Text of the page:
Development of an empirical model to aid in designing airborne infection isolation rooms.
Hayden-CS; Earnest-GS; Jensen-PA
J Occup Environ Hyg 2007 Mar; 4(3):198-207
Airborne infection isolation rooms (AIIRs) house patients with tuberculosis, severe acute respiratory syndrome (SARS), and many other airborne infectious diseases. Currently, facility engineers and designers of heating, ventilation, and airconditioning (HVAC) systems have few analytical tools to estimate a room's leakage area and establish an appropriate flow differential (Delta Q) in hospitals, shelters, and other facilities where communicable diseases are present. An accurate estimate of leakage area and selection of Delta Q is essential for ensuring that there is negative pressure (i.e., pressure differential [Delta P]) between an AIIR and adjoining areas. National Institute for Occupational Safety and Health (NIOSH) researchers evaluated the relationship between Delta Q and Delta P in 67 AIIRs across the United States and in simulated AIIR. Data gathered in the simulated AIIR was used to develop an empirical model describing the relationship between Delta Q, Delta P, and leakage area. Data collected in health care facilities showed that the model accurately predicted the leakage area 44 of 48 times. Statistical analysis of the model and experimental validation showed that the model effectively estimated the actual leakage area from -39% to +22% with 90% confidence. The NIOSH model is an effective, cost-cutting tool that can be used by HVAC engineers and designers to estimate leakage area and select an appropriate Delta Q in AIIRs to reduce the airborne transmission of disease.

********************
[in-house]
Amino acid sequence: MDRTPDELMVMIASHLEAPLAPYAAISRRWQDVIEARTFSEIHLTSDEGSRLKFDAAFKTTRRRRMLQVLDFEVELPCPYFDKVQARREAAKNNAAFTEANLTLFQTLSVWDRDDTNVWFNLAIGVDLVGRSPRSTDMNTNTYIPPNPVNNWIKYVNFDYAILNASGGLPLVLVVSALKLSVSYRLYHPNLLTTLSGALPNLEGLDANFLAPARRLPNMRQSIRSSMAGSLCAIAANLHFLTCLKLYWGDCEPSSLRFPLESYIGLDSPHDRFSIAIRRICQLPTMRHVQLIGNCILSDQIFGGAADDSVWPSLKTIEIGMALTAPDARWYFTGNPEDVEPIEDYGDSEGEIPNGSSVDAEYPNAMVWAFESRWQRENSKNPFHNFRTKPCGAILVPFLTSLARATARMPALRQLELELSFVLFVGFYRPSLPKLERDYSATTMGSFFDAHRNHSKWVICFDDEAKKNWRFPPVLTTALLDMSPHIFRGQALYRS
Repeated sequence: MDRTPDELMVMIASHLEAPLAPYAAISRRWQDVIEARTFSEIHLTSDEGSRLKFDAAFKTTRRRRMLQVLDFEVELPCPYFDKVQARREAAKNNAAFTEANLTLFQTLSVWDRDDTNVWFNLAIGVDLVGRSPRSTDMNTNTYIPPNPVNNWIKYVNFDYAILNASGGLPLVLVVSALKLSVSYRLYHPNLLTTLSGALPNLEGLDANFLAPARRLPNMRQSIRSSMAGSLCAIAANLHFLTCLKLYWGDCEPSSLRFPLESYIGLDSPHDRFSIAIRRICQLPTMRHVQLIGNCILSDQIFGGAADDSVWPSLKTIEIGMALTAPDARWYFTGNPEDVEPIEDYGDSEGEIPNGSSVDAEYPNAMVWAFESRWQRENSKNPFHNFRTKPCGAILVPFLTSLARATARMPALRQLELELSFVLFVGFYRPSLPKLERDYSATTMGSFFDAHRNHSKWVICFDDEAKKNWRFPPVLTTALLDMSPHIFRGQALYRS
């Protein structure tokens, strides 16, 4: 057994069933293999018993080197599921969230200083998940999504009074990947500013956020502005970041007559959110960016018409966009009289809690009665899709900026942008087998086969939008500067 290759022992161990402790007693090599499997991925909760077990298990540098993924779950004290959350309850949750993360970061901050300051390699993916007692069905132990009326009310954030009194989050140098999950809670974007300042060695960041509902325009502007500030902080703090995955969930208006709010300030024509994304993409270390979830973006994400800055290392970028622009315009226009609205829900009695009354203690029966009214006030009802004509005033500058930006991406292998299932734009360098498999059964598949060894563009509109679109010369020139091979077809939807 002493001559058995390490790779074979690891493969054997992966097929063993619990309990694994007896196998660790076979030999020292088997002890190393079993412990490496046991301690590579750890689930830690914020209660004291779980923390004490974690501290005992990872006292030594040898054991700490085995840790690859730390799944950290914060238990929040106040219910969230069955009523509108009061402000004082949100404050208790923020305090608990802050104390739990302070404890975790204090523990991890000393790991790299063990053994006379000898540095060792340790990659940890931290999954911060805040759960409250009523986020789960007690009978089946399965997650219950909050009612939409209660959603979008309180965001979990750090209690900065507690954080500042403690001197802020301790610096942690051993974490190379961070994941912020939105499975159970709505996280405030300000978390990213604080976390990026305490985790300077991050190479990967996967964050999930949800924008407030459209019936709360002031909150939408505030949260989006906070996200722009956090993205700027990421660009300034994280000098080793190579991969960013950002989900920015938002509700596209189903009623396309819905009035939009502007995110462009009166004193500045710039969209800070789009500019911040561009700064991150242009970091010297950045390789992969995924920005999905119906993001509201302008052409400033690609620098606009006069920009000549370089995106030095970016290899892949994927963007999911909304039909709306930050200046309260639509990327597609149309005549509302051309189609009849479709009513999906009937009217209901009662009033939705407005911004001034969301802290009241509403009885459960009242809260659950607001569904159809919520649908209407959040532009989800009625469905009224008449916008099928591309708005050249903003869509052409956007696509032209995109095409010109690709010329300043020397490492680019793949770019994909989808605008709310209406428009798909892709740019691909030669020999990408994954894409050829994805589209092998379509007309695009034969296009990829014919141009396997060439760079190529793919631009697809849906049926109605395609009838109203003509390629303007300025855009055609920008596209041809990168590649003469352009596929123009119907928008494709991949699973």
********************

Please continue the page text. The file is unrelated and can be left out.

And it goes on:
Infection-control; Infectious-diseases; Ventilation; Ventilation-systems; Health-care-facilities; Aerosols; Aerosol-particles
CS Hayden, National Institute for Occupational Safety and Health, Division of Applied Research and Technology, Mail Stop C-27, 4676 Columbia Pkwy, Cincinnati, OH 45226
Journal of Occupational and Environmental Hygiene